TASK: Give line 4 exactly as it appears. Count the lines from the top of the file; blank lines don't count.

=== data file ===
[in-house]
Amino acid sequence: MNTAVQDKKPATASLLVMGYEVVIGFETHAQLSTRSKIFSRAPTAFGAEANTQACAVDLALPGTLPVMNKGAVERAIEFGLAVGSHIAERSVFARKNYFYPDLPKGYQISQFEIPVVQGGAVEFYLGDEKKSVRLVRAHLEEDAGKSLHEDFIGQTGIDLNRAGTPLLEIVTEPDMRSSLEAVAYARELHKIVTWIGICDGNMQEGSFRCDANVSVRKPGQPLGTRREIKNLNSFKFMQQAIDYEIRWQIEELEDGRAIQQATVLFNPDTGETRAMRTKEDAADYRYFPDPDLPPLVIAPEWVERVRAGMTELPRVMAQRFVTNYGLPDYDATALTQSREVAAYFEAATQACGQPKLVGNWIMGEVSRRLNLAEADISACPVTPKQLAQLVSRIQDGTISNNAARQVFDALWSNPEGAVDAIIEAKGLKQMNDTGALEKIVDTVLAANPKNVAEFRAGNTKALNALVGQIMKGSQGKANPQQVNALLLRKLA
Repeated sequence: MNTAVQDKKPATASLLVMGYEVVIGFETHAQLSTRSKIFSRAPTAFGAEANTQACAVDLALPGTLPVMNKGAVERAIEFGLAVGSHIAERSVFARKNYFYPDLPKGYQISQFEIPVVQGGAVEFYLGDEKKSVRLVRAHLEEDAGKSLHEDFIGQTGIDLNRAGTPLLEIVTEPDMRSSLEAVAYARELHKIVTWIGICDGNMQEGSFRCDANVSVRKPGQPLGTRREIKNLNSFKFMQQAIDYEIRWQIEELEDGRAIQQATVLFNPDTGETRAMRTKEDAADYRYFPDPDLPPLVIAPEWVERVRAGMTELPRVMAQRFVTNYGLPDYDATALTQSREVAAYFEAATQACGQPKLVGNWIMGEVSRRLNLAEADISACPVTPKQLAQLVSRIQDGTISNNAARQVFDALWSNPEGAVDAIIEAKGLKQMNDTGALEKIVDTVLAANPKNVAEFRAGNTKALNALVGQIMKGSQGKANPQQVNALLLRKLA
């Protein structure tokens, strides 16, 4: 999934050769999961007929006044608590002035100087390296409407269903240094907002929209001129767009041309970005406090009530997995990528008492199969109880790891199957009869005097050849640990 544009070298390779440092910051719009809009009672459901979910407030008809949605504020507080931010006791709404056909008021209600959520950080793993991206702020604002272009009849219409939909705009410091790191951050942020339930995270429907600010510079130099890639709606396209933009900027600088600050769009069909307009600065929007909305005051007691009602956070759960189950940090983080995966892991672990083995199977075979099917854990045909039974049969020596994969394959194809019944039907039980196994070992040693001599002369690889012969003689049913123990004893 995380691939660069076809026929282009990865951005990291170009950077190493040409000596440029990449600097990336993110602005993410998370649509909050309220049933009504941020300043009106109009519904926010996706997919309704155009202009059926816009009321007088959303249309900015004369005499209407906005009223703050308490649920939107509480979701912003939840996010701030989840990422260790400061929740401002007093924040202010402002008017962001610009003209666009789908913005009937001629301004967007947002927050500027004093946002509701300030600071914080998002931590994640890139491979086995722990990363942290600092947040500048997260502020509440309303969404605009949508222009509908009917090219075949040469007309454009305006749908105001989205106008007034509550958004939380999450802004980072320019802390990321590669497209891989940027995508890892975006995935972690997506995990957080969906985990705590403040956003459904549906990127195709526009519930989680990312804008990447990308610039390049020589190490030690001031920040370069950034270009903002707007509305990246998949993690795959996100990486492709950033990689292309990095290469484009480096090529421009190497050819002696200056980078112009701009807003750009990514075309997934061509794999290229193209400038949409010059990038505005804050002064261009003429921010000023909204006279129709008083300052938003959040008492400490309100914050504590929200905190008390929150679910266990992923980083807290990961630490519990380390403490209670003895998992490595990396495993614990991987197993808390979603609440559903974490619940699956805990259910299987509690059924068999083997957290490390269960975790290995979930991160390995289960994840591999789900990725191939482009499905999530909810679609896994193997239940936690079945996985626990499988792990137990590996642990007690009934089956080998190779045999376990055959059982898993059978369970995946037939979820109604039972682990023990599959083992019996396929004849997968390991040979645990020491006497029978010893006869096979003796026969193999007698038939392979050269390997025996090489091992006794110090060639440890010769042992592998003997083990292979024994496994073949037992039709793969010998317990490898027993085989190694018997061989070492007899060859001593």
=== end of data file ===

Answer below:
């Protein structure tokens, strides 16, 4: 999934050769999961007929006044608590002035100087390296409407269903240094907002929209001129767009041309970005406090009530997995990528008492199969109880790891199957009869005097050849640990 544009070298390779440092910051719009809009009672459901979910407030008809949605504020507080931010006791709404056909008021209600959520950080793993991206702020604002272009009849219409939909705009410091790191951050942020339930995270429907600010510079130099890639709606396209933009900027600088600050769009069909307009600065929007909305005051007691009602956070759960189950940090983080995966892991672990083995199977075979099917854990045909039974049969020596994969394959194809019944039907039980196994070992040693001599002369690889012969003689049913123990004893 995380691939660069076809026929282009990865951005990291170009950077190493040409000596440029990449600097990336993110602005993410998370649509909050309220049933009504941020300043009106109009519904926010996706997919309704155009202009059926816009009321007088959303249309900015004369005499209407906005009223703050308490649920939107509480979701912003939840996010701030989840990422260790400061929740401002007093924040202010402002008017962001610009003209666009789908913005009937001629301004967007947002927050500027004093946002509701300030600071914080998002931590994640890139491979086995722990990363942290600092947040500048997260502020509440309303969404605009949508222009509908009917090219075949040469007309454009305006749908105001989205106008007034509550958004939380999450802004980072320019802390990321590669497209891989940027995508890892975006995935972690997506995990957080969906985990705590403040956003459904549906990127195709526009519930989680990312804008990447990308610039390049020589190490030690001031920040370069950034270009903002707007509305990246998949993690795959996100990486492709950033990689292309990095290469484009480096090529421009190497050819002696200056980078112009701009807003750009990514075309997934061509794999290229193209400038949409010059990038505005804050002064261009003429921010000023909204006279129709008083300052938003959040008492400490309100914050504590929200905190008390929150679910266990992923980083807290990961630490519990380390403490209670003895998992490595990396495993614990991987197993808390979603609440559903974490619940699956805990259910299987509690059924068999083997957290490390269960975790290995979930991160390995289960994840591999789900990725191939482009499905999530909810679609896994193997239940936690079945996985626990499988792990137990590996642990007690009934089956080998190779045999376990055959059982898993059978369970995946037939979820109604039972682990023990599959083992019996396929004849997968390991040979645990020491006497029978010893006869096979003796026969193999007698038939392979050269390997025996090489091992006794110090060639440890010769042992592998003997083990292979024994496994073949037992039709793969010998317990490898027993085989190694018997061989070492007899060859001593």